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I had asked this before but got many answers except this, if you have a j pouch can you eat prunes rather then prune juice, or is it bad to eat dried fruits.  Also can we eat asparagus, shrimp and mushrooms all these I love and afraid to eat.

One more question, I need to gain weight and cannot eat much food , not much of an appetite, has anyone ever taken ensure plus? Love deserts but the sugar hurts me.

Thank God for the wonderful people on this group I have learned so much. 

God Bless and stay well.







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Mikeey, if sugar bothers your pouch, you should know that dried fruits are highly concentrated in sugar. I suppose if prunes help you have formed BMs, you could slice one or two into your oatmeal for the fiber and sweetness. Food replacement drinks such as Ensure are high in carbs. Read the label before buying it. If something has more than 5 grams of carbohydrates per serving, that is a lot of sugar in one helping.

Mushrooms, asparagus are different in each person. You could buy the smallest quantity to cook and see how it affects you. If you love shrimp, try it and see. No one can know but you. One piece of advice my surgeon gave me was to introduce all foods to my new pouch, but to CHEW it thoroughly and carefully. 

If you want to gain weight, try adding high fat, high protein foods such as peanut butter, almond butter, hazelnut butter, any nut butter is high fat and has protein. Avocado is high fat, and it's a good fat. I have it on toast, or in a sandwich in place of mayonnaise. Extra virgin olive oil is a good fat to drizzle on cooked vegetables, potatoes, into a bowl of soup, great for stir frying your shrimp! Eggs are high fat and protein. Cheddar cheese on toast or as a snack, same. Whole milk. Canned cream soups are high fat. Google high fat, protein food. Don't be afraid of food. Try small amounts.

Winterberry- Thank you so much for that well informed note you sent me,  It meant so much and will definitely take much advice.  Have so many on going problems with my health it is completely devastating . The virus like all of us are all so worried, cannot help but worry so much daily  about my family and partner who does so much to help me. Living in New York City is not easy at this time, so wish I had even a patio I could sit out and enjoy.

Please take good care, stay well, and may God Bless You.




Hello Michael,

I found I was able to eat all the things you mention once my j-pouch settled in (around the six-month mark), but my j-pouch is not bothered by sugar, so you might want to go slowly with the dried fruit. Also some people find the fruit skins a bit indigestible even on dried fruit. Maybe sprinkle a bit chopped up small on something you know you can eat.

A note of caution with mushrooms: make sure to chew them properly, or have them cut up smallish or sliced finely. It is easy to swallow a larger chunk without chewing, and occasionally people get into trouble with this. (I never had anything as serious as a blockage even though I gulped down a few mushies accidentally but it can happen). Same with steak, I believe – small pieces and make sure to chew.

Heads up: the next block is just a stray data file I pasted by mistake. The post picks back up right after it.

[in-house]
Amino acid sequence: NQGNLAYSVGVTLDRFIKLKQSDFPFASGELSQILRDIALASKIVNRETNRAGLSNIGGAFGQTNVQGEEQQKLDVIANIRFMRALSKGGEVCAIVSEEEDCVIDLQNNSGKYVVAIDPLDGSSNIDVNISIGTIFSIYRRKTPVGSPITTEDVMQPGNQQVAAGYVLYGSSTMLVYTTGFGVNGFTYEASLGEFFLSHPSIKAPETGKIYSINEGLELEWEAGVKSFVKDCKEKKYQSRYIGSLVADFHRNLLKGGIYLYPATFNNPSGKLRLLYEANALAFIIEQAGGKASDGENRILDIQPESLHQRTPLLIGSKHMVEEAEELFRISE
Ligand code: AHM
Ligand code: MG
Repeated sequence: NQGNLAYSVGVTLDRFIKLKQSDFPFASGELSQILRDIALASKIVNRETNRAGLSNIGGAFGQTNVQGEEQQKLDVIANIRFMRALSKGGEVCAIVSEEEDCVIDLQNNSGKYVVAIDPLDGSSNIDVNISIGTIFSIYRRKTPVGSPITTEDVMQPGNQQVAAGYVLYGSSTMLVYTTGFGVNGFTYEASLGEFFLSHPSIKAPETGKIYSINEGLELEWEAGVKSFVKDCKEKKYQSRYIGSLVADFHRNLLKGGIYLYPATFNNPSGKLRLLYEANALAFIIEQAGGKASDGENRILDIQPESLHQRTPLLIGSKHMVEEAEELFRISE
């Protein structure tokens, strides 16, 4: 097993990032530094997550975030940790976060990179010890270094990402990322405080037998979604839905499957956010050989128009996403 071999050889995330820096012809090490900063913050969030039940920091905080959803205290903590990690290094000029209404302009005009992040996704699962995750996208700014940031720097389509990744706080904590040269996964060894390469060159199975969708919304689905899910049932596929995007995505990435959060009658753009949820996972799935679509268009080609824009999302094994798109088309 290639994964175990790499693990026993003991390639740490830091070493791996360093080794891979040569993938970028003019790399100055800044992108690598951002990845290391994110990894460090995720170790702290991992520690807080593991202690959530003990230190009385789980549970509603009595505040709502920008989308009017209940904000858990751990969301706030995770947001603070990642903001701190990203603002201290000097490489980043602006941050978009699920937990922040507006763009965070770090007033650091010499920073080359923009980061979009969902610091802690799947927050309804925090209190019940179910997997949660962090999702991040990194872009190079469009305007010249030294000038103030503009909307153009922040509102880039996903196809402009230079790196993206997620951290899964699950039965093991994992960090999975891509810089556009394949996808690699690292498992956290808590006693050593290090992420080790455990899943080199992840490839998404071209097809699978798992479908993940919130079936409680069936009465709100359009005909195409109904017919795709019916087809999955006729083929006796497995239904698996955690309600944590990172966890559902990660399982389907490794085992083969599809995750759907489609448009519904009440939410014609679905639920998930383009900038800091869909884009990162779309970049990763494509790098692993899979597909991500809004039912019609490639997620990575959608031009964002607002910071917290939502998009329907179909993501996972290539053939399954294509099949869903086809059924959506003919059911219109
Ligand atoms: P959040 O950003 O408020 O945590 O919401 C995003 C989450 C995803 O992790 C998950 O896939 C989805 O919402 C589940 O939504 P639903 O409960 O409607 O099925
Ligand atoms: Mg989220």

Re weight gain, I used to eat a baked potato with a rich topping like grated cheese, butter, or sour cream. Maybe worth consulting your doctor or a dietitian about your lack of appetite.

I don't know whether this will apply, but sometimes you can get advice from staff at the hospital where you had your surgery, e.g. stoma-care/pouch-care nurse, dietitian.

Sorry to hear you can't get outside. At least perhaps you can open some windows and enjoy some unpolluted air?

Best wishes from Down Under,


You might want to try raisins before prunes and if you tolerate them move on to prunes. Cooked asparagus and shrimp are okay for me but mushrooms caused a partial blockage. 

Have you tried a protein powder smoothie? I use a powder, recommended by a nutritionist, that doesn't contain sugar. I use it with various fruits and veggies whipped up by my blender.  

I could eat everything before my pouch revision at about 10 years. Then the scar tissue narrowed the spot where the pouch attached to small intestine. Since then I've had multiple partial obstructions from plant matter that wasn't chewed properly or was just too fibrous to get small enough, like brussel sprouts and mushrooms. My advice is like the others. Try small amounts of what you want to eat, and enjoy! You will probably be fine. Just be a little more mindful than you used to be about chopping and chewing fibrous plant foods. Enjoy the journey and try not to live in fear of food. You'll figure out what works for you if you stay mindful and take them one at a time. Be well!!

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